Pomona farming is a place for children to grow their own food – Daily Bulletin – California News Times

While his father, Diego Torres, is doing his best to catch a senior, he is happy that Diego Torres ran into the tomato fields.

When a 2-year-old picks up a red prune, he kneels down and holds it in his hand to check the size. A smile comes out as you raise your head.

“Can you give me a tomato?” The boy asks when his father catches him.

“He recently loved tomatoes,” says 36-year-old Torres Senior. Lopez City Farm in Popena. My mother grows tomatoes in her house, but after sowing seeds last week, she talked about returning here every day. This is what I want him to grow. it is. ”

After years of declining distance learning and social interaction, families like Torres want more than just raising their children. They want their children to be immersed in the basics of nature, especially the experience of raising their own food and the benefits that come with it.

This month, Pomona children from 2 to 12 years old will learn how to grow their own food and how to farm for children in urban farmer training. Every Sunday, the 2½ acre station near Lopez Elementary School is located at 1034 W. Mission Blvd. , In a city where children defile their hands, sow seeds and eat adults. It is one of the greenest areas of the country.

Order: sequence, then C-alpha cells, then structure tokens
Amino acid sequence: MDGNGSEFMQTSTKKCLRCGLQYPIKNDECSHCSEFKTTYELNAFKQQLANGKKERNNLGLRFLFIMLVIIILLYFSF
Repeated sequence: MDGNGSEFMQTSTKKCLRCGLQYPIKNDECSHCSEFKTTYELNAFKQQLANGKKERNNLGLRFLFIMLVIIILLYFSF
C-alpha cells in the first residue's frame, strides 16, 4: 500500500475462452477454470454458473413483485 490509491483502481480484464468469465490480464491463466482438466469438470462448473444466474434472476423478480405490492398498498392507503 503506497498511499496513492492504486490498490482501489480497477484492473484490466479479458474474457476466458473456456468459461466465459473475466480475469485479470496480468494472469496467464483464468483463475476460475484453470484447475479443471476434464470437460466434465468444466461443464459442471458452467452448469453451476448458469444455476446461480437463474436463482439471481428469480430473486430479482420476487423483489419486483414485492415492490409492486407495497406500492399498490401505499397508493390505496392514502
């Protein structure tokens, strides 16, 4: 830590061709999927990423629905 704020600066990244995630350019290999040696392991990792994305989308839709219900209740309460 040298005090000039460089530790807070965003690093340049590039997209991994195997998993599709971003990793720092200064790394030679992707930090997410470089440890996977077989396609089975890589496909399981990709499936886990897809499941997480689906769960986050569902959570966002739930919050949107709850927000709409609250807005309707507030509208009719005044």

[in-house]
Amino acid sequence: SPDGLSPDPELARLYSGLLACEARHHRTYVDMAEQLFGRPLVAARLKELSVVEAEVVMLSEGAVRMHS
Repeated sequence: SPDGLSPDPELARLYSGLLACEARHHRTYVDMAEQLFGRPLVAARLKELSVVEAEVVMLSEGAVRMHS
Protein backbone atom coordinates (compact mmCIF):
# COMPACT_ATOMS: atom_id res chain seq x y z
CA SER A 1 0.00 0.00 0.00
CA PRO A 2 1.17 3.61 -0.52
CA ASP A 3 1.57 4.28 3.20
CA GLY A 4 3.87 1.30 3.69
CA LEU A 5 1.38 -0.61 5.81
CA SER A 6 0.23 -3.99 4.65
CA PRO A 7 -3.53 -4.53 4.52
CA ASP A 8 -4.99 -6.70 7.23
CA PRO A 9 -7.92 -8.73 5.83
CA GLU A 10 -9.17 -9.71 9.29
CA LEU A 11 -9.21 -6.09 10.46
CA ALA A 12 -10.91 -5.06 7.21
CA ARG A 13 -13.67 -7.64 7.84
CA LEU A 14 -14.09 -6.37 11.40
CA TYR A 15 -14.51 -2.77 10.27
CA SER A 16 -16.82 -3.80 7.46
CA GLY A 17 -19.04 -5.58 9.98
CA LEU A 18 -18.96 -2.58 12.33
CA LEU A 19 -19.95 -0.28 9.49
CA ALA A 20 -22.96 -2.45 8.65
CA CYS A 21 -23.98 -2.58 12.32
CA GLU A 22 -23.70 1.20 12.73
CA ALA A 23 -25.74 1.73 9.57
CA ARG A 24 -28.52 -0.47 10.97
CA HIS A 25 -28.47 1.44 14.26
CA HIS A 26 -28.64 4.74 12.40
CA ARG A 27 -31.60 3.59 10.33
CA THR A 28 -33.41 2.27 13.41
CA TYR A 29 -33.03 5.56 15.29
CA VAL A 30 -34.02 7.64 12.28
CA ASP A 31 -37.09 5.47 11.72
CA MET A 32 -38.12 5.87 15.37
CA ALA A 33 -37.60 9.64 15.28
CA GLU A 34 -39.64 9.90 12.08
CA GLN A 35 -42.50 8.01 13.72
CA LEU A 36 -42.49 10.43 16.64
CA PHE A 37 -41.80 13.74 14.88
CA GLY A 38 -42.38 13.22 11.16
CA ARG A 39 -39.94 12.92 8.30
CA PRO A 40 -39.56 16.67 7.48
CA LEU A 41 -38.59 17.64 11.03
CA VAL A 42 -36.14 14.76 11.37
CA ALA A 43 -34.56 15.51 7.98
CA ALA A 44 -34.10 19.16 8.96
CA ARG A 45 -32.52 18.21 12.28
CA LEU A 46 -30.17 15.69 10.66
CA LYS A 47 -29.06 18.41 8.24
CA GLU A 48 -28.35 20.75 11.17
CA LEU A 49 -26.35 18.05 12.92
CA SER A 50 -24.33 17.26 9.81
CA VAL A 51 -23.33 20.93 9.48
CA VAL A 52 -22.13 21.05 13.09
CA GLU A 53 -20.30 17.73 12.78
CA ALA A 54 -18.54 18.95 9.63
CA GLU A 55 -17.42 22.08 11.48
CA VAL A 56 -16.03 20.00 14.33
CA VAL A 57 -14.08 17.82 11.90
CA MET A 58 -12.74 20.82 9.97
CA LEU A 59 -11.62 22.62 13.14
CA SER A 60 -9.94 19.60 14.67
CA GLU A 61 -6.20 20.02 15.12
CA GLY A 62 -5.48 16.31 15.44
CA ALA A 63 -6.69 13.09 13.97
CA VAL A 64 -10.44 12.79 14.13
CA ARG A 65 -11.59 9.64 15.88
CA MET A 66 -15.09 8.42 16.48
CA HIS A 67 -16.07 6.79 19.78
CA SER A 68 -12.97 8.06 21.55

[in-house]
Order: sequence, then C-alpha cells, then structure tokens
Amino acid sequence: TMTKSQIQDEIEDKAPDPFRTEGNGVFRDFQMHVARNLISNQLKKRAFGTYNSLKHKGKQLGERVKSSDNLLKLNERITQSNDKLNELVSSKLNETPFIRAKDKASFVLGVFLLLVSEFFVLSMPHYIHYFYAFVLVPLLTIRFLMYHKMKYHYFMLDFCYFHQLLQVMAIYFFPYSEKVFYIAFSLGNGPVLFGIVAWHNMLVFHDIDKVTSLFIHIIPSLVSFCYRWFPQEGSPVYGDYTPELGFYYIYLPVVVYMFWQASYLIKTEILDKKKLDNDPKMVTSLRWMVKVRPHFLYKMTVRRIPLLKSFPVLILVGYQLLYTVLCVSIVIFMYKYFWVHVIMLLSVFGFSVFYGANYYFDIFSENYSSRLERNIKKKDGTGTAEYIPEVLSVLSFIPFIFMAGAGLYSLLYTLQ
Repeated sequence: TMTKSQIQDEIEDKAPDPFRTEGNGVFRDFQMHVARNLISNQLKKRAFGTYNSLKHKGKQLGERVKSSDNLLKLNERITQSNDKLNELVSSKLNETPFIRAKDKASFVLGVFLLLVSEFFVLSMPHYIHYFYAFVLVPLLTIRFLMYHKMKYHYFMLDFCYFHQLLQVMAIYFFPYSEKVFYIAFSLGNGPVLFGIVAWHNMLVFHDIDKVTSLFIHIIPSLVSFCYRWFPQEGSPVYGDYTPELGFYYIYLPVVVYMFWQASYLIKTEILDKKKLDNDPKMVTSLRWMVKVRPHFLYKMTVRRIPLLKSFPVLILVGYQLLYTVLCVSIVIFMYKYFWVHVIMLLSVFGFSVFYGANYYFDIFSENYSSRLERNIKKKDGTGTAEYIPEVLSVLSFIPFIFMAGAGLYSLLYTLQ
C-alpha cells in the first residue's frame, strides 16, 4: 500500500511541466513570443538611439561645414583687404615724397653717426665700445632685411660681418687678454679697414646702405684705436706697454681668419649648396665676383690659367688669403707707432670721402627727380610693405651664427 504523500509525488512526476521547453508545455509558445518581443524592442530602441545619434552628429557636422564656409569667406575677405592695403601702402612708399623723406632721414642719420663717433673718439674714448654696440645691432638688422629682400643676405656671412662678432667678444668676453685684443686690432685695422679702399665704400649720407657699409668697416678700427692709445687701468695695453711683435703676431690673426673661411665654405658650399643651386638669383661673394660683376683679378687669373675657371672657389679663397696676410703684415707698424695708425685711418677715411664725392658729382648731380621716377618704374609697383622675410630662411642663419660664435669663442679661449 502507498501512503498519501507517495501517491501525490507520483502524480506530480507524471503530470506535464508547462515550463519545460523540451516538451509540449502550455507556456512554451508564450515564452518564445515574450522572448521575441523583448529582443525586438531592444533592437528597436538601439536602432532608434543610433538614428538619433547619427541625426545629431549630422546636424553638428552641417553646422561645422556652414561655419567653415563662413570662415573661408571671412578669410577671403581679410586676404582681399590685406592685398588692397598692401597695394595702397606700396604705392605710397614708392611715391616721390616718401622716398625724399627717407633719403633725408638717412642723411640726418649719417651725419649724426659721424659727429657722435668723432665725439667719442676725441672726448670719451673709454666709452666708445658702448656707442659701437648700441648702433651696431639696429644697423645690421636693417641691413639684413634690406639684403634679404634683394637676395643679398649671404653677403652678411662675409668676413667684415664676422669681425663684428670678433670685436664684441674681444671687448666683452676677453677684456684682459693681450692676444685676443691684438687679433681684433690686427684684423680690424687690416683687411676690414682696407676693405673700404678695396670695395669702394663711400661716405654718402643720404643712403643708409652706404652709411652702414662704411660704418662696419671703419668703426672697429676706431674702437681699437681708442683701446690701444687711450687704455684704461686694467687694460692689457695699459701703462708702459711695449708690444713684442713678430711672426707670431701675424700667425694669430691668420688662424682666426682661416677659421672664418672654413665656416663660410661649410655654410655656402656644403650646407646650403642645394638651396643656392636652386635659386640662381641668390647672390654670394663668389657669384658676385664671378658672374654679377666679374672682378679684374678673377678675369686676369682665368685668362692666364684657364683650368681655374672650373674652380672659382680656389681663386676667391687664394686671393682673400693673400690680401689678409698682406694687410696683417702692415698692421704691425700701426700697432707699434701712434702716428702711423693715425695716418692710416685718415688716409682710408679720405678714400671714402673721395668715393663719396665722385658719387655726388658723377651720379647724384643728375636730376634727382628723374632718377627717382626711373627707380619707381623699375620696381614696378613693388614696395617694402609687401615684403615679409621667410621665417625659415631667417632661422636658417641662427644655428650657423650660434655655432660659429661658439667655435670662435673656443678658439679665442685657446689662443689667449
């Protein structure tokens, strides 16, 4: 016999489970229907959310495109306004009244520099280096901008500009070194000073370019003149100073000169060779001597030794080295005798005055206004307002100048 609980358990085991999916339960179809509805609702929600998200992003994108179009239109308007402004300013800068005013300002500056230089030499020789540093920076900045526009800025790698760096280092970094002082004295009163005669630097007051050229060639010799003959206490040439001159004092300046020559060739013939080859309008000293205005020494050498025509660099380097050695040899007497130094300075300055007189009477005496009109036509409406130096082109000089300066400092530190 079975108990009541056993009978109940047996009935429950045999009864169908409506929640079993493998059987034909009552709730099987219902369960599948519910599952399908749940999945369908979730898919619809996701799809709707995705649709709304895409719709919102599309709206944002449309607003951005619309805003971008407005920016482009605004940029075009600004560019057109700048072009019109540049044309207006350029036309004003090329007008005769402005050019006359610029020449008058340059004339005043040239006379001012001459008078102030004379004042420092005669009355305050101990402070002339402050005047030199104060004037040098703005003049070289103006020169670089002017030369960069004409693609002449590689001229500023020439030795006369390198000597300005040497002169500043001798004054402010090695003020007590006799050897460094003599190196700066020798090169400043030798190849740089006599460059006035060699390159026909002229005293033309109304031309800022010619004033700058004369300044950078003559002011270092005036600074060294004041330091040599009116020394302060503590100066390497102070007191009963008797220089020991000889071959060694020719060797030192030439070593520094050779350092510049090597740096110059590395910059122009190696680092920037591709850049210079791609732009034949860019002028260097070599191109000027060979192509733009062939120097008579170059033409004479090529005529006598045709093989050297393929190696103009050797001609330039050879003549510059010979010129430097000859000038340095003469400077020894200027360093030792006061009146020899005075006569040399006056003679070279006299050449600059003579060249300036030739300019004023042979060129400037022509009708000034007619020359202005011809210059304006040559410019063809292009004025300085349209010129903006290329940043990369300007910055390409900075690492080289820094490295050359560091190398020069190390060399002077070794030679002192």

“This is a place where parents and children can move the soil by hand and practice it outdoors,” said Stephen Yoruba Patton, director of agriculture at Pomona-based Community Safety.

“We want them to come here and know that there is a place for them in their community,” he said.

The classroom currently has around 12 people, making the sessions more intimate and hands-on. According to Yorba-Patten, the checklist has already been created and it is expected that this program will be a timely event for families.

Using an environment-based curriculum developed by Humboldt State University, Yorba-Paten and volunteer Lisa Christie want young people to take an interest in urban gardening and understand the power of agriculture. Add.

According to Yoruba Patton, there are often interruptions in the diet of children, mainly about how it grew and where it came from. He tells program participants that many people do not have gardens or places to grow their produce.

“Many are inexperienced in food production. They do not know where it came from. They don’t even know which plant to eat until they come here. ” They said. We are trying to teach our children that we can learn to eat ourselves.

Pomona Farm is a place for children to grow their own food – Daily Bulletin Source Link Pomona Farm is a place for children to grow their own food – Daily Bulletin

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